Cisco fixes risky flaws in HyperFlex and Prime infrastructure

Cisco has released another batch of fixes for many of its products, including HyperFlex, Prime infrastructure, WebEx, and Firepower devices.


Fixed HyperFlex bugs

Five of the patched vulnerabilities affect Cisco HyperFlex Software, software running on Cisco HyperFlex HX-Series data center nodes.

Two of them are high risk security holes:

  • CVE-2018-15380 could allow an unauthenticated, adjacent attacker to run commands on the affected host as the root user
  • CVE-2019-1664 could allow an unauthenticated, local attacker to gain root access to all nodes of the HyperFlex cluster.

The remaining three flaws are less serious and mostly allow attackers to access/retrieve potentially sensitive information.

The remaining fixes

Among the other risky bugs squashed are CVE-2019-1659, a certificate validation vulnerability in Cisco Prime Infrastructure that could allow an unauthenticated, remote attacker to perform a man-in-the-middle attack against the Secure Sockets Layer (SSL) tunnel established between the Identity Services Engine (ISE) and Prime Infrastructure (PI), and CVE-2019-1662, a vulnerability in the Quality of Voice Reporting service of Cisco Prime Collaboration Assurance Software could allow an unauthenticated, remote attacker to access the system as a valid user.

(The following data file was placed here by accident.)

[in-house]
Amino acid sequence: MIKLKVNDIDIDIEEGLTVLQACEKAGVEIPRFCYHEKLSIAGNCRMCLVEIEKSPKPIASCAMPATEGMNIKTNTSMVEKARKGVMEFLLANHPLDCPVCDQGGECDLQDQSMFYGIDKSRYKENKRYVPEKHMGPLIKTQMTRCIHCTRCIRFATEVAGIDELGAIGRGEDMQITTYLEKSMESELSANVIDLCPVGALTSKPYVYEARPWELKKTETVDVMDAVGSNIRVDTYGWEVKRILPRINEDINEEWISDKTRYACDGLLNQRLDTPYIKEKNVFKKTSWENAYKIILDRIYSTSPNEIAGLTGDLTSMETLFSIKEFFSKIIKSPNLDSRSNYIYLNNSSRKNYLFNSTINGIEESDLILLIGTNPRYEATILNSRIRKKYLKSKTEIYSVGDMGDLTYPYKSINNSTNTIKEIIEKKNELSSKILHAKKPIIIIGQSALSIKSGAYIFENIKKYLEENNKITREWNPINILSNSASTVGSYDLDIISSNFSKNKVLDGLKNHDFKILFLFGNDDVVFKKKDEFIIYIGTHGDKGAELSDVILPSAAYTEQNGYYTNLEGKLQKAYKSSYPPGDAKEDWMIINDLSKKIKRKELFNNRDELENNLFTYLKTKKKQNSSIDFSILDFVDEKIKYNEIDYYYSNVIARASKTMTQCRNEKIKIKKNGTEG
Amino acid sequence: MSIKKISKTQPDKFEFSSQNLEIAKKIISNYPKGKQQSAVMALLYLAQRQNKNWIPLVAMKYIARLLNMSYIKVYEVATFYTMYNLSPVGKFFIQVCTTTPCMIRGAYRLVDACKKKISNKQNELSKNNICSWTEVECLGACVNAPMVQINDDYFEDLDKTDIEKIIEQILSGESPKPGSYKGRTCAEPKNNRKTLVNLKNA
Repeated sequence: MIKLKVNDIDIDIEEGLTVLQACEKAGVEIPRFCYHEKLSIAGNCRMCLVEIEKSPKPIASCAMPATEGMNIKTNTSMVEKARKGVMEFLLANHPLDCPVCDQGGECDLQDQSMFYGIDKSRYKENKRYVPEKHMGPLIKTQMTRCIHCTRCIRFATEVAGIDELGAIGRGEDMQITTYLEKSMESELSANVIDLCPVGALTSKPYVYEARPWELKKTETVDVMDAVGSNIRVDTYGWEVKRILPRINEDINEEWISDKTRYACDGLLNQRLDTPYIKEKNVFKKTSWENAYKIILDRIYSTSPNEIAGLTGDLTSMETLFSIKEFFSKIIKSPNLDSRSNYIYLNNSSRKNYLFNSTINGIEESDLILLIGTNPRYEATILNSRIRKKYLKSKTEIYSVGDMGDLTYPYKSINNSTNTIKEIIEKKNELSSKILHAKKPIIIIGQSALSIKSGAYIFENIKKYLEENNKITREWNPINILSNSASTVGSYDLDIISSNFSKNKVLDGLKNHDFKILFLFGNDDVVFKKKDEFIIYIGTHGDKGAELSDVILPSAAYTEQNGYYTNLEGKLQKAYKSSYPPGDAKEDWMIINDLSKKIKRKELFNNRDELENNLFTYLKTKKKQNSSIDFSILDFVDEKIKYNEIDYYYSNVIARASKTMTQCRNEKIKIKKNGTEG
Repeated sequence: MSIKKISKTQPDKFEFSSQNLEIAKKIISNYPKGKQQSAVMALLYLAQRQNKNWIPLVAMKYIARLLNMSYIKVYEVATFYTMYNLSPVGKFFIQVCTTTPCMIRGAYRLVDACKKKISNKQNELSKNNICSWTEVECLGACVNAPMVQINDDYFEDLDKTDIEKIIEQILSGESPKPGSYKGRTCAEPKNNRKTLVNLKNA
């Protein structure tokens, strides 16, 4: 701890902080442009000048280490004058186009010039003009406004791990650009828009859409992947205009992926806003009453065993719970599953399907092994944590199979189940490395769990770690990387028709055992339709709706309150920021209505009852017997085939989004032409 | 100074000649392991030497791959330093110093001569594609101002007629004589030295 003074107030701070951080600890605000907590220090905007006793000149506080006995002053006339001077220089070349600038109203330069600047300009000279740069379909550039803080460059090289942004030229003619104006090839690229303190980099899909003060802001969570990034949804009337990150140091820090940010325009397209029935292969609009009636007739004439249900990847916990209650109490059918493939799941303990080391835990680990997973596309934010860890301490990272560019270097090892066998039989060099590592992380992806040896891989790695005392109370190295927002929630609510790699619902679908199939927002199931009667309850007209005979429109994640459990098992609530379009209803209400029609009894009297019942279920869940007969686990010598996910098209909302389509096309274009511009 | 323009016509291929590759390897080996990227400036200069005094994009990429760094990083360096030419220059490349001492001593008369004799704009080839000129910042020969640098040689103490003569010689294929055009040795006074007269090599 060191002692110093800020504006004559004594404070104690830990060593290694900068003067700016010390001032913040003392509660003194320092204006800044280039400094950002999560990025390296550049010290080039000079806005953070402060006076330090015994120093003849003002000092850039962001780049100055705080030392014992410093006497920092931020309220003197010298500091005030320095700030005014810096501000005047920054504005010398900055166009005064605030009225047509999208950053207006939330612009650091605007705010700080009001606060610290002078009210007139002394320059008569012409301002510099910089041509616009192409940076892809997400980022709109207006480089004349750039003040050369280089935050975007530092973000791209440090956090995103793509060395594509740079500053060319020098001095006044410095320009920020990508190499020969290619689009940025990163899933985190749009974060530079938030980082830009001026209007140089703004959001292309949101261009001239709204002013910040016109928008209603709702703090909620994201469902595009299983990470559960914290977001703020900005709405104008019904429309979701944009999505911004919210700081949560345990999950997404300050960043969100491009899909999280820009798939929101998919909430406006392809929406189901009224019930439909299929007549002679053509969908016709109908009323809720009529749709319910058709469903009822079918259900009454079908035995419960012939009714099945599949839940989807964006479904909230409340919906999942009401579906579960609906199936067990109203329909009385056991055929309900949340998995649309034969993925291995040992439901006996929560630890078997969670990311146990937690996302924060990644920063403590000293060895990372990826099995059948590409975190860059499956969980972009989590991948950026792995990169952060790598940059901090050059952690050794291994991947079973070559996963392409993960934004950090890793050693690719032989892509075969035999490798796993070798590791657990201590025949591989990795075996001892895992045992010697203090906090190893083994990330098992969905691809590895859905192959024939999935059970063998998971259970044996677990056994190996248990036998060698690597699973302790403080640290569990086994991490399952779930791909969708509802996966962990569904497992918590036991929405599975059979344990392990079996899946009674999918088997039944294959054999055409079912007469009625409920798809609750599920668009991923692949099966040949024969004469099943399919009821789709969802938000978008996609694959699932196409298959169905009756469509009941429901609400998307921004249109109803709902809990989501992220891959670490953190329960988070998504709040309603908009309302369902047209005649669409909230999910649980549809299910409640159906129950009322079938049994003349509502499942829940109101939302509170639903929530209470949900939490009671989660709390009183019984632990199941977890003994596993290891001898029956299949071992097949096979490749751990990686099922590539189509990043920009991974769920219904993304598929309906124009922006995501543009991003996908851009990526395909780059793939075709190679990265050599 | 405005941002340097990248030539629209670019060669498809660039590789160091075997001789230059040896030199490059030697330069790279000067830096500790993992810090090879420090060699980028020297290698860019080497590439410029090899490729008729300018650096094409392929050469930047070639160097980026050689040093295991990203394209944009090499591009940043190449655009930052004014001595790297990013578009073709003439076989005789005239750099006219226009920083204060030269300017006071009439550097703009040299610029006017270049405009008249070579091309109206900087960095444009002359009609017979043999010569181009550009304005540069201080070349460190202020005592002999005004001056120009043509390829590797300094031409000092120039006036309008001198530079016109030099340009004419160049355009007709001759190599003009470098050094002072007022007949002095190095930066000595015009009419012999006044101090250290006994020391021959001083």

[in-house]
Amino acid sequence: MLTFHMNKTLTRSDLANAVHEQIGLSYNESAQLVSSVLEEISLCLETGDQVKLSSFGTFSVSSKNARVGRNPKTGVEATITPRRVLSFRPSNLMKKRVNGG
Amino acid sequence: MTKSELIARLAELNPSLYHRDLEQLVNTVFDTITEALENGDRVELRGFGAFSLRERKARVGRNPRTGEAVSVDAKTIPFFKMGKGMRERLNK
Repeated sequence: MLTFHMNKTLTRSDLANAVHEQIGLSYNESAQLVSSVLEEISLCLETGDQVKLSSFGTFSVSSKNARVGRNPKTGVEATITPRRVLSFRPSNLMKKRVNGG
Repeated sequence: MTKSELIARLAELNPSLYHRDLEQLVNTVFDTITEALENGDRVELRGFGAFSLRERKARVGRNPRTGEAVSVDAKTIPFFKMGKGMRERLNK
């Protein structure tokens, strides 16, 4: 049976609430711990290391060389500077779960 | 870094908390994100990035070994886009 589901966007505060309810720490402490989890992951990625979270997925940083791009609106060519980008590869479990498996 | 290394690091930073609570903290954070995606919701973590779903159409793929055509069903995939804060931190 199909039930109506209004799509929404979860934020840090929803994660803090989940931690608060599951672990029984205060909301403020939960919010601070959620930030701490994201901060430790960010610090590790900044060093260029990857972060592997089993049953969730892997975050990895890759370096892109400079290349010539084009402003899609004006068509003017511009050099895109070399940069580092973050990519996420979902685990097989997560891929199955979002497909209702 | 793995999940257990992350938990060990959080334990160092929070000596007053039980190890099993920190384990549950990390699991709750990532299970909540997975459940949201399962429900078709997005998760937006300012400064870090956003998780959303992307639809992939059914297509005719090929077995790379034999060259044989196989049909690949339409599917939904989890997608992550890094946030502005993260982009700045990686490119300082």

“An attacker could exploit [CVE-2019-1659] by using a crafted SSL certificate and could then intercept communications between the ISE and PI. A successful exploit could allow the attacker to view and alter potentially sensitive information that the ISE maintains about clients that are connected to the network,” Cisco explained.

Also important to note that the recently revealed RunC container escape bug has, so far, been found to affect only the Cisco Container Platform and Cisco Defense Orchestrator (though fixes are yet to be pushed out).

Many other products have been confirmed to not be vulnerable, and others are still under investigation.

All the released security advisories can be found here. Cisco says that none of the plugged holes are under active exploitation.


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